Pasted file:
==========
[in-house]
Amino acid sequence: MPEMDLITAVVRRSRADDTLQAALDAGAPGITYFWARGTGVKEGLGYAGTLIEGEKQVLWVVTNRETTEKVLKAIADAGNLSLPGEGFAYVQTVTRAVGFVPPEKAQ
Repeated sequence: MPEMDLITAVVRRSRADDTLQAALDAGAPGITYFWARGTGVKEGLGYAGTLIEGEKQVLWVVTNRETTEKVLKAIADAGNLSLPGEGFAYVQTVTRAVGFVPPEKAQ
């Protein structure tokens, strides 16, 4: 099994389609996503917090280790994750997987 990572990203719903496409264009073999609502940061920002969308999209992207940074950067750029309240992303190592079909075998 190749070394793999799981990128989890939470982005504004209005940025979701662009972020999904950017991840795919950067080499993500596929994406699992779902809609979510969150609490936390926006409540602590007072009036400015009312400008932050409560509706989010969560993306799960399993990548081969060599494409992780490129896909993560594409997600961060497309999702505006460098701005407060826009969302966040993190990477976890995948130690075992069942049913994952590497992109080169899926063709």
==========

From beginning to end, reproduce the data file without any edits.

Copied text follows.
[in-house]
Amino acid sequence: MPEMDLITAVVRRSRADDTLQAALDAGAPGITYFWARGTGVKEGLGYAGTLIEGEKQVLWVVTNRETTEKVLKAIADAGNLSLPGEGFAYVQTVTRAVGFVPPEKAQ
Repeated sequence: MPEMDLITAVVRRSRADDTLQAALDAGAPGITYFWARGTGVKEGLGYAGTLIEGEKQVLWVVTNRETTEKVLKAIADAGNLSLPGEGFAYVQTVTRAVGFVPPEKAQ
């Protein structure tokens, strides 16, 4: 099994389609996503917090280790994750997987 990572990203719903496409264009073999609502940061920002969308999209992207940074950067750029309240992303190592079909075998 190749070394793999799981990128989890939470982005504004209005940025979701662009972020999904950017991840795919950067080499993500596929994406699992779902809609979510969150609490936390926006409540602590007072009036400015009312400008932050409560509706989010969560993306799960399993990548081969060599494409992780490129896909993560594409997600961060497309999702505006460098701005407060826009969302966040993190990477976890995948130690075992069942049913994952590497992109080169899926063709």